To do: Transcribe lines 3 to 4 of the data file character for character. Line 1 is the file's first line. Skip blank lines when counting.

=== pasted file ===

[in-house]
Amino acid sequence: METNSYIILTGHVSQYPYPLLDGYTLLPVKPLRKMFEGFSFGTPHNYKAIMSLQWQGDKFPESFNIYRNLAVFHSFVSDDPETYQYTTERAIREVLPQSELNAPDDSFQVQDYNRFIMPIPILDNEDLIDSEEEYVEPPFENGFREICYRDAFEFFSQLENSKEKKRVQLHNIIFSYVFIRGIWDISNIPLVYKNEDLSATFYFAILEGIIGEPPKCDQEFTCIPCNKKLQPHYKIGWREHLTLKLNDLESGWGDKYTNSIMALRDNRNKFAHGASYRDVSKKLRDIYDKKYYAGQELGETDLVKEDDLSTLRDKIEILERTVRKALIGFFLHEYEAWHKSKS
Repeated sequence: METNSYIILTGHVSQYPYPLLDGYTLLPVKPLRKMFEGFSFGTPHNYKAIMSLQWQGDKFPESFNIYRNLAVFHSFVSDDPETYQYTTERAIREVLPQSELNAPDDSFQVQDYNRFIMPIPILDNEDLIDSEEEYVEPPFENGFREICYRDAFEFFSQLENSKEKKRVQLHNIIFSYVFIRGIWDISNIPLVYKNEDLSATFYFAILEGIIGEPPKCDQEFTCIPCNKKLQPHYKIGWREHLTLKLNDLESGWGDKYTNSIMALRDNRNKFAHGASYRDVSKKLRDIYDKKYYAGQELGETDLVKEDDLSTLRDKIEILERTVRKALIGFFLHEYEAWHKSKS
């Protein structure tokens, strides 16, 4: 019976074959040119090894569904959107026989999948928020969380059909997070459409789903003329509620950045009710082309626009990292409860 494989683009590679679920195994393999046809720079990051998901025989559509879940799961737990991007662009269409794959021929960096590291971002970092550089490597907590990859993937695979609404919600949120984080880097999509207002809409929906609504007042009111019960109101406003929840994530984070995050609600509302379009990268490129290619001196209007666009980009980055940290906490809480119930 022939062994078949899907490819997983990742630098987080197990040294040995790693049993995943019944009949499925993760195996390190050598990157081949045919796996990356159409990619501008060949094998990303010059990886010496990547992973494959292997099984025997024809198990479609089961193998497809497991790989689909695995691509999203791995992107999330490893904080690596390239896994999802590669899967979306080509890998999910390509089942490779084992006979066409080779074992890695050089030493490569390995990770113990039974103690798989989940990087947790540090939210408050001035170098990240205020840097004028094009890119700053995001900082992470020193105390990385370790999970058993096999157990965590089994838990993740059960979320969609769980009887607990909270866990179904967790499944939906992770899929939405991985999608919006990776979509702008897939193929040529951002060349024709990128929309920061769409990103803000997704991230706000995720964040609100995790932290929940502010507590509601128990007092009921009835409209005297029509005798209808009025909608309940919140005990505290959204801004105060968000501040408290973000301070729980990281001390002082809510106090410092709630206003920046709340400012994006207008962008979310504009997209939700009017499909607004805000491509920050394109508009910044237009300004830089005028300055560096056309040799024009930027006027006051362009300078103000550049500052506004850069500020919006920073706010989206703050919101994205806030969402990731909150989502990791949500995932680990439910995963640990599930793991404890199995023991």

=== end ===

Repeated sequence: METNSYIILTGHVSQYPYPLLDGYTLLPVKPLRKMFEGFSFGTPHNYKAIMSLQWQGDKFPESFNIYRNLAVFHSFVSDDPETYQYTTERAIREVLPQSELNAPDDSFQVQDYNRFIMPIPILDNEDLIDSEEEYVEPPFENGFREICYRDAFEFFSQLENSKEKKRVQLHNIIFSYVFIRGIWDISNIPLVYKNEDLSATFYFAILEGIIGEPPKCDQEFTCIPCNKKLQPHYKIGWREHLTLKLNDLESGWGDKYTNSIMALRDNRNKFAHGASYRDVSKKLRDIYDKKYYAGQELGETDLVKEDDLSTLRDKIEILERTVRKALIGFFLHEYEAWHKSKS
């Protein structure tokens, strides 16, 4: 019976074959040119090894569904959107026989999948928020969380059909997070459409789903003329509620950045009710082309626009990292409860 494989683009590679679920195994393999046809720079990051998901025989559509879940799961737990991007662009269409794959021929960096590291971002970092550089490597907590990859993937695979609404919600949120984080880097999509207002809409929906609504007042009111019960109101406003929840994530984070995050609600509302379009990268490129290619001196209007666009980009980055940290906490809480119930 022939062994078949899907490819997983990742630098987080197990040294040995790693049993995943019944009949499925993760195996390190050598990157081949045919796996990356159409990619501008060949094998990303010059990886010496990547992973494959292997099984025997024809198990479609089961193998497809497991790989689909695995691509999203791995992107999330490893904080690596390239896994999802590669899967979306080509890998999910390509089942490779084992006979066409080779074992890695050089030493490569390995990770113990039974103690798989989940990087947790540090939210408050001035170098990240205020840097004028094009890119700053995001900082992470020193105390990385370790999970058993096999157990965590089994838990993740059960979320969609769980009887607990909270866990179904967790499944939906992770899929939405991985999608919006990776979509702008897939193929040529951002060349024709990128929309920061769409990103803000997704991230706000995720964040609100995790932290929940502010507590509601128990007092009921009835409209005297029509005798209808009025909608309940919140005990505290959204801004105060968000501040408290973000301070729980990281001390002082809510106090410092709630206003920046709340400012994006207008962008979310504009997209939700009017499909607004805000491509920050394109508009910044237009300004830089005028300055560096056309040799024009930027006027006051362009300078103000550049500052506004850069500020919006920073706010989206703050919101994205806030969402990731909150989502990791949500995932680990439910995963640990599930793991404890199995023991």